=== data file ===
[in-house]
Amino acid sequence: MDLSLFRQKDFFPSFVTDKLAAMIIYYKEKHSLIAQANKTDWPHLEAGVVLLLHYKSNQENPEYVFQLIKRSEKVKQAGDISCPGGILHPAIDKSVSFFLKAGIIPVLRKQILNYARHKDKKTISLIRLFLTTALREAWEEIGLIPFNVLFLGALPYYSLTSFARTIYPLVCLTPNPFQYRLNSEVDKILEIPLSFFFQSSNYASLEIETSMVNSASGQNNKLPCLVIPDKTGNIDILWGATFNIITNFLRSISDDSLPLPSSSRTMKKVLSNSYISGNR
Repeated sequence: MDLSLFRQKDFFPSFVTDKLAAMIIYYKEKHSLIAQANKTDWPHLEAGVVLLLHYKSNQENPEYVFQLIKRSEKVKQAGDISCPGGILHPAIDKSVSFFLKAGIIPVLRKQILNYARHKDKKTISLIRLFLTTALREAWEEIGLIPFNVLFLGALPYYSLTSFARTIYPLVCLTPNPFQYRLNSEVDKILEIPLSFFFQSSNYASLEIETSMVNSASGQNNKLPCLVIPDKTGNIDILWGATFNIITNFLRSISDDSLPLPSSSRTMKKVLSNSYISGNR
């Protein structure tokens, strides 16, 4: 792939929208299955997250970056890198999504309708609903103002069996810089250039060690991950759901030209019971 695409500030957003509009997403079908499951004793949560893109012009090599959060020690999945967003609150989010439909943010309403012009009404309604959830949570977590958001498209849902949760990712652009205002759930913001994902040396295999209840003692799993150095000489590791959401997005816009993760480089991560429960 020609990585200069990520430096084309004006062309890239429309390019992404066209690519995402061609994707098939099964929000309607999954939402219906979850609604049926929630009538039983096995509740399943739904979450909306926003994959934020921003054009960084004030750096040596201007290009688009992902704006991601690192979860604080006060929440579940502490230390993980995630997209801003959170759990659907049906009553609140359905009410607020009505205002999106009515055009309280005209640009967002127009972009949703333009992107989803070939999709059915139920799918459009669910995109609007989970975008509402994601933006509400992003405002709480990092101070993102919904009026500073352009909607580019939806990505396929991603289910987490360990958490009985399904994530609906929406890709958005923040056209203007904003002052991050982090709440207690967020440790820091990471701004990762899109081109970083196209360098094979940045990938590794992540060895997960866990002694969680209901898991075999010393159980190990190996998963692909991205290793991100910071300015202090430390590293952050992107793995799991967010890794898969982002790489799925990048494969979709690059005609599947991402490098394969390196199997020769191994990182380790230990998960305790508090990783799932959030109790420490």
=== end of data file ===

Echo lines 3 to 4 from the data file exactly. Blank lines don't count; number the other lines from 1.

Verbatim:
Repeated sequence: MDLSLFRQKDFFPSFVTDKLAAMIIYYKEKHSLIAQANKTDWPHLEAGVVLLLHYKSNQENPEYVFQLIKRSEKVKQAGDISCPGGILHPAIDKSVSFFLKAGIIPVLRKQILNYARHKDKKTISLIRLFLTTALREAWEEIGLIPFNVLFLGALPYYSLTSFARTIYPLVCLTPNPFQYRLNSEVDKILEIPLSFFFQSSNYASLEIETSMVNSASGQNNKLPCLVIPDKTGNIDILWGATFNIITNFLRSISDDSLPLPSSSRTMKKVLSNSYISGNR
């Protein structure tokens, strides 16, 4: 792939929208299955997250970056890198999504309708609903103002069996810089250039060690991950759901030209019971 695409500030957003509009997403079908499951004793949560893109012009090599959060020690999945967003609150989010439909943010309403012009009404309604959830949570977590958001498209849902949760990712652009205002759930913001994902040396295999209840003692799993150095000489590791959401997005816009993760480089991560429960 020609990585200069990520430096084309004006062309890239429309390019992404066209690519995402061609994707098939099964929000309607999954939402219906979850609604049926929630009538039983096995509740399943739904979450909306926003994959934020921003054009960084004030750096040596201007290009688009992902704006991601690192979860604080006060929440579940502490230390993980995630997209801003959170759990659907049906009553609140359905009410607020009505205002999106009515055009309280005209640009967002127009972009949703333009992107989803070939999709059915139920799918459009669910995109609007989970975008509402994601933006509400992003405002709480990092101070993102919904009026500073352009909607580019939806990505396929991603289910987490360990958490009985399904994530609906929406890709958005923040056209203007904003002052991050982090709440207690967020440790820091990471701004990762899109081109970083196209360098094979940045990938590794992540060895997960866990002694969680209901898991075999010393159980190990190996998963692909991205290793991100910071300015202090430390590293952050992107793995799991967010890794898969982002790489799925990048494969979709690059005609599947991402490098394969390196199997020769191994990182380790230990998960305790508090990783799932959030109790420490």